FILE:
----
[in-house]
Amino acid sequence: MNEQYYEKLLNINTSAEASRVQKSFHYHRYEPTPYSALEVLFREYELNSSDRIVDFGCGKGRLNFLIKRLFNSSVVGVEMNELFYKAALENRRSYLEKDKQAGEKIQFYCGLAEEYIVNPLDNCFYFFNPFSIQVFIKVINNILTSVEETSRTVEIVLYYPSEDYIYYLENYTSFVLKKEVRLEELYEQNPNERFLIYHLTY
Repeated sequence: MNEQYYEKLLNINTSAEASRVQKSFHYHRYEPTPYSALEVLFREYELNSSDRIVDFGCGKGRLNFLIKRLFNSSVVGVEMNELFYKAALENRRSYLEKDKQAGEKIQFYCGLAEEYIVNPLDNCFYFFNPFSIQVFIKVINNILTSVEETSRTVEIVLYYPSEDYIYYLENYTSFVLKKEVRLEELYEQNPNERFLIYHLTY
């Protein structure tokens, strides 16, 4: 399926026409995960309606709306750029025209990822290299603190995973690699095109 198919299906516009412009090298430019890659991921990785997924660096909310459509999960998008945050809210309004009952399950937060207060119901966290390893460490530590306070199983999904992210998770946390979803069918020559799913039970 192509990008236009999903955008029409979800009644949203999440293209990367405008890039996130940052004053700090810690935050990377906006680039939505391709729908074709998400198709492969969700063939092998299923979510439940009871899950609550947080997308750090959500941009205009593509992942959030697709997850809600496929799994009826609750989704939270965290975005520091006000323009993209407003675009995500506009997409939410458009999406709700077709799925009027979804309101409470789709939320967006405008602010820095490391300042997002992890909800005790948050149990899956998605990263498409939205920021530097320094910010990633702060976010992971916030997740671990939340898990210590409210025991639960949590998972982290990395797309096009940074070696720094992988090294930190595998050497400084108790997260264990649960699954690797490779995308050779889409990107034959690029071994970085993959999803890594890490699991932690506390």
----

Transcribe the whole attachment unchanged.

[in-house]
Amino acid sequence: MNEQYYEKLLNINTSAEASRVQKSFHYHRYEPTPYSALEVLFREYELNSSDRIVDFGCGKGRLNFLIKRLFNSSVVGVEMNELFYKAALENRRSYLEKDKQAGEKIQFYCGLAEEYIVNPLDNCFYFFNPFSIQVFIKVINNILTSVEETSRTVEIVLYYPSEDYIYYLENYTSFVLKKEVRLEELYEQNPNERFLIYHLTY
Repeated sequence: MNEQYYEKLLNINTSAEASRVQKSFHYHRYEPTPYSALEVLFREYELNSSDRIVDFGCGKGRLNFLIKRLFNSSVVGVEMNELFYKAALENRRSYLEKDKQAGEKIQFYCGLAEEYIVNPLDNCFYFFNPFSIQVFIKVINNILTSVEETSRTVEIVLYYPSEDYIYYLENYTSFVLKKEVRLEELYEQNPNERFLIYHLTY
């Protein structure tokens, strides 16, 4: 399926026409995960309606709306750029025209990822290299603190995973690699095109 198919299906516009412009090298430019890659991921990785997924660096909310459509999960998008945050809210309004009952399950937060207060119901966290390893460490530590306070199983999904992210998770946390979803069918020559799913039970 192509990008236009999903955008029409979800009644949203999440293209990367405008890039996130940052004053700090810690935050990377906006680039939505391709729908074709998400198709492969969700063939092998299923979510439940009871899950609550947080997308750090959500941009205009593509992942959030697709997850809600496929799994009826609750989704939270965290975005520091006000323009993209407003675009995500506009997409939410458009999406709700077709799925009027979804309101409470789709939320967006405008602010820095490391300042997002992890909800005790948050149990899956998605990263498409939205920021530097320094910010990633702060976010992971916030997740671990939340898990210590409210025991639960949590998972982290990395797309096009940074070696720094992988090294930190595998050497400084108790997260264990649960699954690797490779995308050779889409990107034959690029071994970085993959999803890594890490699991932690506390």